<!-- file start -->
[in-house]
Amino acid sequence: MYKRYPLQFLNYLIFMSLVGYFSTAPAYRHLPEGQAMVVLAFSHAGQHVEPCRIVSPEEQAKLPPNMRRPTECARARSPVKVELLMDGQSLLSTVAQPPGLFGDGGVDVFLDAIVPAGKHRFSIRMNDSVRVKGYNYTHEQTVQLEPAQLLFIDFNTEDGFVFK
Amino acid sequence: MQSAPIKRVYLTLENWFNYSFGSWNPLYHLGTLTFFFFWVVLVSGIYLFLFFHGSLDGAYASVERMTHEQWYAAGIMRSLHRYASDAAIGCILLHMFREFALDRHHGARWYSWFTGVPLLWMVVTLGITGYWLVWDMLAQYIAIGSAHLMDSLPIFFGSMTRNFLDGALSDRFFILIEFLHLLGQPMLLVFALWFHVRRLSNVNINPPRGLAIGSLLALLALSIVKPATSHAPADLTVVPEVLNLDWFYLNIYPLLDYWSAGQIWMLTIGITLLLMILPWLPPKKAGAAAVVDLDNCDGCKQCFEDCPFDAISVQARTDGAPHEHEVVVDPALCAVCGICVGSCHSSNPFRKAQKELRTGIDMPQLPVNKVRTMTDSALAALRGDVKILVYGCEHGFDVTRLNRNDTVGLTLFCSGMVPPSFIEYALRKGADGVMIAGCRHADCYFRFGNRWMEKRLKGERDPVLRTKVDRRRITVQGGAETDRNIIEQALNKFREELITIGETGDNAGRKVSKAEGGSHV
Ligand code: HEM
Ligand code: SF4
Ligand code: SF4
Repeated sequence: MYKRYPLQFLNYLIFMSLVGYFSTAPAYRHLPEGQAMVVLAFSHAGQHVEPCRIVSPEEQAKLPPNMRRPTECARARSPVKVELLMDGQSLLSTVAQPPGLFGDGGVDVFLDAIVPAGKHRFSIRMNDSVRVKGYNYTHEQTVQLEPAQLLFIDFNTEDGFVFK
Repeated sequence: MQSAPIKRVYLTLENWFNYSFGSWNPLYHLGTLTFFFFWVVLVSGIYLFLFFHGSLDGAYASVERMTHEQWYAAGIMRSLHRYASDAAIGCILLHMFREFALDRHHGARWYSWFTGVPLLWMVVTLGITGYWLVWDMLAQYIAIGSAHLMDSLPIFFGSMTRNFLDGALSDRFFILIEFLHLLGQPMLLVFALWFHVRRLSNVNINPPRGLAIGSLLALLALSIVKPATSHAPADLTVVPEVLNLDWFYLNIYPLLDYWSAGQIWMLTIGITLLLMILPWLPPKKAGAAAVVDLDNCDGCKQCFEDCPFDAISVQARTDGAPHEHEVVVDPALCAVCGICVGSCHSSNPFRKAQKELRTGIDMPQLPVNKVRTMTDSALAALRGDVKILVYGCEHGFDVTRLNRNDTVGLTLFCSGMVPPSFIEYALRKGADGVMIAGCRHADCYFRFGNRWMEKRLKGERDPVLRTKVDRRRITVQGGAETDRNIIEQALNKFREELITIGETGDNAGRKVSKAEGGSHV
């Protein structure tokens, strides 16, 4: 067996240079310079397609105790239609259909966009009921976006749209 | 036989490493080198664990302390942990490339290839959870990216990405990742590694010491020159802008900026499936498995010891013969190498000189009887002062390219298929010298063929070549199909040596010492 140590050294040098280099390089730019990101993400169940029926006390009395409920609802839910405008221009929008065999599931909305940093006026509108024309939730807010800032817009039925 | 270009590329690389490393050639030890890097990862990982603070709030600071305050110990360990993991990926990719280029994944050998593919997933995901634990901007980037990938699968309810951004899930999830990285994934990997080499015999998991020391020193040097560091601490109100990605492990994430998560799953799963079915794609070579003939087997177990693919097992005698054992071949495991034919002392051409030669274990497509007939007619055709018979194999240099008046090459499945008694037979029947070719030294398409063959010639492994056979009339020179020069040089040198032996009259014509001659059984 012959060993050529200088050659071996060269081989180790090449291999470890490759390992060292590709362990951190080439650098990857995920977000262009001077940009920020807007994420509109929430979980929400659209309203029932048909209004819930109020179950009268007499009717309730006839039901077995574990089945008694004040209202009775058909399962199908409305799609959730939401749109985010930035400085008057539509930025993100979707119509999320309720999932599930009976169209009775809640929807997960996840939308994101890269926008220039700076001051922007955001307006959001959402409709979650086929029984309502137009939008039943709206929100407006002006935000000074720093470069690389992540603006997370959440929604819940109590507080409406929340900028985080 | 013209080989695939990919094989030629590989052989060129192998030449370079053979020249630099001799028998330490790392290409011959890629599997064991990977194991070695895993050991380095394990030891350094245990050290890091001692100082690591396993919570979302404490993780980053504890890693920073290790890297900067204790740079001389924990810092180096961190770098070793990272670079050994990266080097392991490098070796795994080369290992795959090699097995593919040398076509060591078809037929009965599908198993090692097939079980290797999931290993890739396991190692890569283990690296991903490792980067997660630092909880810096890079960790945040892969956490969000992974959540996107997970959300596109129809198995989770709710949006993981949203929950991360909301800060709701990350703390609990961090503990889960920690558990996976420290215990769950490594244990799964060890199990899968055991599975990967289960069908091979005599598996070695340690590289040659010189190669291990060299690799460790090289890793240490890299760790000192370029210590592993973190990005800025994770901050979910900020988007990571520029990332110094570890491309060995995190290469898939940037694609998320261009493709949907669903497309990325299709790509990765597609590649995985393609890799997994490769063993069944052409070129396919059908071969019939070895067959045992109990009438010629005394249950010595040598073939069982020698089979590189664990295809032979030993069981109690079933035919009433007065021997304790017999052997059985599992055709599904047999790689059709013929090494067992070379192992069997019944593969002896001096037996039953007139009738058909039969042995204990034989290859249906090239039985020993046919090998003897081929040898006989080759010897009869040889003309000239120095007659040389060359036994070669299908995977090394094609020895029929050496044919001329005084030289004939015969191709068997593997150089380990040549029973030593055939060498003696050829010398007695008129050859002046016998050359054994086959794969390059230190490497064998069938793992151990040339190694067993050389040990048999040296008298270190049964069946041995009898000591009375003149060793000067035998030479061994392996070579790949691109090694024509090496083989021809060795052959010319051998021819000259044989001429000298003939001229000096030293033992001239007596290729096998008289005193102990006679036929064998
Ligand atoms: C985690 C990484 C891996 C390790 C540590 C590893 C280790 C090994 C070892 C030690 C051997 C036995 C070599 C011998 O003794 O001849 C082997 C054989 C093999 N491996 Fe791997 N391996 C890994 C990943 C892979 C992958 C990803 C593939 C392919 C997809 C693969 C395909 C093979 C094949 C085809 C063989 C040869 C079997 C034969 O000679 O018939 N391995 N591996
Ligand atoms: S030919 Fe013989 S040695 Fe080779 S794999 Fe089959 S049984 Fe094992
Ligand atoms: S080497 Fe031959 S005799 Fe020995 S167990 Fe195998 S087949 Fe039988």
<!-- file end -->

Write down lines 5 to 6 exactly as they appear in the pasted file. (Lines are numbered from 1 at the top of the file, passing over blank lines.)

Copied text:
Ligand code: SF4
Ligand code: SF4